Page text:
- Gap Inc. on Thursday said that Old Navy Chief Financial Officer Katrina O'Connell will move up to become the company's CFO effective March 23, succeeding Teri List-Stoll who has served in the role since 2017, according to a press release. As of that day, Old Navy Chief Creative Officer (and former Athleta chief) Nancy Green will serve as Old Navy CEO while the company searches for someone to fill that role permanently, as brand chief Sonia Syngal takes the reins at Gap Inc.
- In a conference call with analysts Thursday, List-Stoll hinted that the company is contemplating whether its namesake even belongs in its stable. "I think the thing we would all say, and we've been saying this for a little while, is that we will be very objective in evaluating that brand and what we need from that brand to really earn its way in the portfolio," she said. "We continue to believe, given the missteps, that we haven't really tested the brand to understand what the possibility is there. But we have a high degree of urgency to address the profitability."
- And, in a statement emailed Thursday to Retail Dive, the company said it will keep paying any employee diagnosed with COVID-19, a disease caused by a member of the coronavirus family, and that employees at any stores that may temporarily close due to the outbreak will continue to be paid. The company has also "strongly encouraged" employees at corporate offices in New York and the Bay Area to work remotely until March 31.
Gap Inc. showed some signs of life in the fourth quarter, but Syngal nevertheless has her work cut out for her as she assumes the chief executive position later this month.
"As the new CEO, Sonia Syngal, and announced CFO Katrina O'Connell (both from Old Navy) take charge of the entire GPS family, they can move forward in unison and put the separation behind them," Wedbush analysts led by Jen Redding, (who had previously frowned upon the plans to spin off Old Navy and suggested Syngal take the lead at the wider company), said in emailed comments. "With the management team solidifying, the outlook remains unclear in the COVID-19 global environment."
Indeed, executives on Thursday noted traffic declines in the first quarter that promise to only worsen as COVID-19 precautions keep consumers away from stores and malls, although List-Stoll noted that Gap Inc. enjoys strong e-commerce sales that could help mitigate that. The company left out possible blowback from the outbreak, leaving Wells Fargo analyst Ike Boruchow to speculate in an emailed comment note that their guidance for the current fiscal year will prove to be overly optimistic.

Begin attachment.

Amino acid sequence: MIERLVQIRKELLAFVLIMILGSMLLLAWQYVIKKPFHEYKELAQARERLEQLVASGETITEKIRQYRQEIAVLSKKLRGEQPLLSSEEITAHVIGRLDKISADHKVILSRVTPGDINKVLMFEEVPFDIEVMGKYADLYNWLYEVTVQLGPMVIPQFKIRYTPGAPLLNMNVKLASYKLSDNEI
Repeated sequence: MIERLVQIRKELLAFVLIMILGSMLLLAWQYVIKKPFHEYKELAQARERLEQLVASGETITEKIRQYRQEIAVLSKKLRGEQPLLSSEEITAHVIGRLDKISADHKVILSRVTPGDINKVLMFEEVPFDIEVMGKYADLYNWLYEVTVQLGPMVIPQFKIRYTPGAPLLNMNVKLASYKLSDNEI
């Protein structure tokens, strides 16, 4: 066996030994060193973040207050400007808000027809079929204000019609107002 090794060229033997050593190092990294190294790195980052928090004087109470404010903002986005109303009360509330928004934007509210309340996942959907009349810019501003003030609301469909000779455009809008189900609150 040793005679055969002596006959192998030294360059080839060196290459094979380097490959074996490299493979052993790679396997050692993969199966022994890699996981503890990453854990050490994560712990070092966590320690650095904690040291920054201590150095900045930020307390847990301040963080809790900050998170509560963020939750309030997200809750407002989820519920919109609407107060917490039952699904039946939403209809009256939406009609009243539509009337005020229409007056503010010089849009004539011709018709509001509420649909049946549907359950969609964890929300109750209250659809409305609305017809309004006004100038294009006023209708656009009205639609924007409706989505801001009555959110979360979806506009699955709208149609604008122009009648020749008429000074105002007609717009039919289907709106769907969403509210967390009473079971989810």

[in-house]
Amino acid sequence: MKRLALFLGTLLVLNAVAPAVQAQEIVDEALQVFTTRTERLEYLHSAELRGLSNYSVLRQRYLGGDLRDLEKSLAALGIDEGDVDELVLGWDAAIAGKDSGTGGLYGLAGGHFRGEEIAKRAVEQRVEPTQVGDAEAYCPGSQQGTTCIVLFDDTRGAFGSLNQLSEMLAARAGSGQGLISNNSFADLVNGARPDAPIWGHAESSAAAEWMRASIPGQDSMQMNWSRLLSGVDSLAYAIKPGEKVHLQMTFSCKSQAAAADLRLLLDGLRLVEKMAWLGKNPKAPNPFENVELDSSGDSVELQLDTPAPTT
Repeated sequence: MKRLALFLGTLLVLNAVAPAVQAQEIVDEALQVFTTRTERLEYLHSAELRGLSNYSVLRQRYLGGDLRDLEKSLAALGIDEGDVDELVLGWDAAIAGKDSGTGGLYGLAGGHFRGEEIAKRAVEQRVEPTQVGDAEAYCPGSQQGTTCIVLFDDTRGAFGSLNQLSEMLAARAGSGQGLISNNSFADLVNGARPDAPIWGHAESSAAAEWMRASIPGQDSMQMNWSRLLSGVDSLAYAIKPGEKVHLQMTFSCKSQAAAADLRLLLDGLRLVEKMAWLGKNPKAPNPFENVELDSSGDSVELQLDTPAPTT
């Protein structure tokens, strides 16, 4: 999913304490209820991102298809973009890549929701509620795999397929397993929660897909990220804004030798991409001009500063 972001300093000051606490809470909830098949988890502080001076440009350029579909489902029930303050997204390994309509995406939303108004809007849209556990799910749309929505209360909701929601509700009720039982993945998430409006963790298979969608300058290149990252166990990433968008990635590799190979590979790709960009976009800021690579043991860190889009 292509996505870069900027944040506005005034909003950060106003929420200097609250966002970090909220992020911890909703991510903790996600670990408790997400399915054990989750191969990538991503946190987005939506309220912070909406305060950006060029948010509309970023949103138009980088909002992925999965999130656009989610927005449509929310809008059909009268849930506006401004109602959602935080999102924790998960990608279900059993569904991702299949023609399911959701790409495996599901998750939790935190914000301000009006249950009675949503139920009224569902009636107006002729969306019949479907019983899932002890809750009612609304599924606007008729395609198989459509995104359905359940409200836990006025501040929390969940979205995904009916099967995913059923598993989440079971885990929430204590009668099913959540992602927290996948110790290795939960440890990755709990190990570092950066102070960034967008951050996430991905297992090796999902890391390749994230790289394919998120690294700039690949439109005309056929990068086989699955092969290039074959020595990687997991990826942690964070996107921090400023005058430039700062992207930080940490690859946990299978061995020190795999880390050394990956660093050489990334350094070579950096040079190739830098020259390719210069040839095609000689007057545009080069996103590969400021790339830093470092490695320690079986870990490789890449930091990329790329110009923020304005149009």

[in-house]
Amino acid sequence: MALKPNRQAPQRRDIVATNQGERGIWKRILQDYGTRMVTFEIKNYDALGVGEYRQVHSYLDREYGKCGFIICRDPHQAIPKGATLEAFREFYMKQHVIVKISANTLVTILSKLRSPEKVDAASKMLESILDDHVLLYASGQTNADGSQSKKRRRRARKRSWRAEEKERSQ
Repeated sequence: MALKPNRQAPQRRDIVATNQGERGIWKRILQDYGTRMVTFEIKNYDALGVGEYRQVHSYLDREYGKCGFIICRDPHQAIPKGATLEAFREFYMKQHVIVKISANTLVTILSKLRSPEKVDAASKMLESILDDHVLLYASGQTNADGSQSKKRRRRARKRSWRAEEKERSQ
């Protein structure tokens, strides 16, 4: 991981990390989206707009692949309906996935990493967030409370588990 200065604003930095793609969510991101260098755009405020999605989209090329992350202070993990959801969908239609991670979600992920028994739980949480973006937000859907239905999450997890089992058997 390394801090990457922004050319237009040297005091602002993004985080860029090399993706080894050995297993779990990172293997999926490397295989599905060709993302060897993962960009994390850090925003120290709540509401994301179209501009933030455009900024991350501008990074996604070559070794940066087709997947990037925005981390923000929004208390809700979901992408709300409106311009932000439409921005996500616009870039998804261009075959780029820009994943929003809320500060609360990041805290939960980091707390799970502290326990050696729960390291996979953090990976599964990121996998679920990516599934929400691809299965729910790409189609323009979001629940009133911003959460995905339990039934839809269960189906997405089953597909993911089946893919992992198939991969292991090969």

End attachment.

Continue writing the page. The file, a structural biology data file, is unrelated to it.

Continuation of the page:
Gap Inc. Q4 performance
|Net sales||$4.7 billion||+1%|
|Global Old Navy comps||flat||-|
|Global Gap brand comps||-5%||-|
|Global Banana Republic comps||flat||-|
|Gross margin||35.8%||+20 bps|
|Net loss||$184 million*||-166%|
|Gross profit||$1.67 billion||+2%|
Source: Gap Inc. press release*includes an impairment charge of $296 million related to flagship store assets and operating lease assets
The company's star player, Old Navy, had a bad year last year — full year comps globally dropped 2% versus its 3% rise in 2018 — something that helped scuttle plans to spin it off. Even as that discounter seemed to recover at the end of the year, as its performance in the fourth quarter helped push both revenue and profit past analyst estimates, the namesake brand continues to falter, with little sign of benefit from its former glory as a casual apparel icon.
For the first time, Gap Inc. on Thursday reported comp sales for Athleta, its fast-growing activewear brand, upon which executives, in a conference call Thursday, said they are pinning much of their hopes for the company's future success. Credit Suisse analyst Michael Binetti noted that with interest, saying in an emailed client note that "our hunch was that [Gap Inc.] could start to position Athleta as a key value driver," but warning that the brand "has some work to do" if it hopes to catch Lululemon, considering how Athleta's comps rise pales compared to its rival's likely high-teens to 20% increase in the metric in the same quarter.
The company plans to shutter about 230 specialty stores by the end of the year, 170 of them Gap locations, executives told analysts during a conference call, saying mall stores have largely lost their marketing purpose. While Gap will see its fleet shrink further in favor of saving money and pushing online sales, Old Navy and Athleta are set to get new stores; executives said the activewear brand will likely open 20 this year.
With all its struggles, however, the Gap brand has been mostly successful in moving stores out of traditional malls and into off-mall shopping centers, unlike other retailers attempting the same feat, Nick Egelanian, founder and president of retail real estate firm SiteWorks, told Retail Dive in a phone interview.